As my time with FlexGC comes to an end, I have been thinking about what it means to me, and what the long term vision for FlexGC is.
When I first was asked to join the Canada School of Public Service to start a teleworking pilot project I was overjoyed; I couldn’t believe that someone would offer me to work on such an important project. Working outside of Ottawa; let alone a regional centre like Vancouver, Winnipeg, Halifax, Montreal, etc; is something unheard of unless you are in a front line position for a department like Service Canada. I wanted to prove that if I can change government from Comox, BC; then anyone can from anywhere. Such as Newfoundland/Labrador, Yukon, New Brunswick, Manitoba; or basically any remote location that has access to the internet and cell phone service.
Immediately I thought of how this can impact Reconciliation with the Government of Canada (GC), through new hires of Indigenous people. Too many times I have had conversations, read stories, or had stories shared with me about an Indigenous person getting that illusive government job, only to leave that position within a short amount of time after starting. Why would this be? Most times it is because they have moved from their home communities to Ottawa, or other large urban centre, and they don’t have the same environment that they are used to. Be it: family, language, culture, food, environment, etc; these are important things in a person’s life that cannot be replicated. So, instead of keeping that well deserved job, they return home. They did not get fired, were not incompetent, they just decided that something was more critical to their wellbeing that having a job in a different city.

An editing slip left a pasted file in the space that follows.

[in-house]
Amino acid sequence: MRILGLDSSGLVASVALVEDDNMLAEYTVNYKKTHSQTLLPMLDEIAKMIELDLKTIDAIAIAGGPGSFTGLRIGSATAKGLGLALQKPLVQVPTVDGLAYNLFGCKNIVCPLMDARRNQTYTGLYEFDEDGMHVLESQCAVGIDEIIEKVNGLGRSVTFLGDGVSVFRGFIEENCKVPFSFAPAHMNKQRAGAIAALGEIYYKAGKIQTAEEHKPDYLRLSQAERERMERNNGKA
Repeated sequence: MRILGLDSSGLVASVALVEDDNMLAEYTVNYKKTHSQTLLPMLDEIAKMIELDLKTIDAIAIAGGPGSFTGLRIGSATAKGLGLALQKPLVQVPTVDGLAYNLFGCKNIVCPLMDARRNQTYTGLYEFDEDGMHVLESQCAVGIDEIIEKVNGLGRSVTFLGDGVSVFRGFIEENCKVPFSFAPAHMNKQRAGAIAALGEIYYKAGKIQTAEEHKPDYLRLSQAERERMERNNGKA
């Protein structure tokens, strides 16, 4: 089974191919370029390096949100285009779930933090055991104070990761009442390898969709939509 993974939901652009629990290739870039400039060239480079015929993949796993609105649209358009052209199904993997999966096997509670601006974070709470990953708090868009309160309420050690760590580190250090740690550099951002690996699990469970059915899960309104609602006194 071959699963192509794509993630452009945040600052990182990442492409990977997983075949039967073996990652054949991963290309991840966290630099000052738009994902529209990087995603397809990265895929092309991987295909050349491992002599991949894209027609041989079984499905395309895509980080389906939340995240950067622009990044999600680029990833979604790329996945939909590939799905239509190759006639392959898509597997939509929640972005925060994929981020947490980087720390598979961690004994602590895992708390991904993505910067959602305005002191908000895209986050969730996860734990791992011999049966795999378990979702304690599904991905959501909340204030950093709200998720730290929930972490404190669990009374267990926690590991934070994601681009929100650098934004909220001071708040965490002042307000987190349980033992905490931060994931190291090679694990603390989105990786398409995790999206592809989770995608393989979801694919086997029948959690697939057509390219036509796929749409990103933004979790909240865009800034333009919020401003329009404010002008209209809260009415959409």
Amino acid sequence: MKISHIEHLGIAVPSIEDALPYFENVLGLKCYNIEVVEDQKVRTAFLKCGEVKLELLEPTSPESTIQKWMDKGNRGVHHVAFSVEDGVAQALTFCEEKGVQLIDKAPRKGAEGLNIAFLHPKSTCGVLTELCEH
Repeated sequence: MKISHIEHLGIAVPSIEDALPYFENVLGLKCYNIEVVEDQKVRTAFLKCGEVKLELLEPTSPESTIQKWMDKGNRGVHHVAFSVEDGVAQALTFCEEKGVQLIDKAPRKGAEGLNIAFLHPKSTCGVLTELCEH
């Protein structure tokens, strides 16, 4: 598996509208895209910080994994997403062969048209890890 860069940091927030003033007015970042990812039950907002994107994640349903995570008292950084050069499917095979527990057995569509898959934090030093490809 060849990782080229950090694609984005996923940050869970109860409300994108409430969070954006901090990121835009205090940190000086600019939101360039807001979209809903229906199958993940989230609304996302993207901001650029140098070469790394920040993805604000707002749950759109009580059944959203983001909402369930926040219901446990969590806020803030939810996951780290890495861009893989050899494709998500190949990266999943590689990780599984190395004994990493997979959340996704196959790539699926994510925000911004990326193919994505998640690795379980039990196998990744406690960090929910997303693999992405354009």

What does that mean? For starters, the Indigenous person doesn’t have a job with the government anymore, and the government loses a valuable and talented employee.
So how can the GC solve this issue? The GC can implement a new hiring strategy, one that goes right to the heart of how the GC operates. It is by offering flexible work schedules, remote/distributed/teleworking, and having these options available to all employees at point of hire and to existing employees. I recognize that there will be some positions that will not be able to work remotely, such as a Coast Guard Employee or a Border Officer; but so many jobs can be done remotely, and we already know that a majority of public service jobs are in the regions.
By offering this option from the beginning, the GC will foster a new culture of openness to flexible work options, changing the paradigm that exists today, and making this a normal option for employees to have. There will still be people who like to go in to the office for a variety of reasons, and that is great too; what I am suggesting is that the GC move away from having the formalization of telework/remote work agreements and instead offer the employee (new hire or existing) three options to how they can come to work: show up every day at the central office, work remotely full time, or some combination of the two.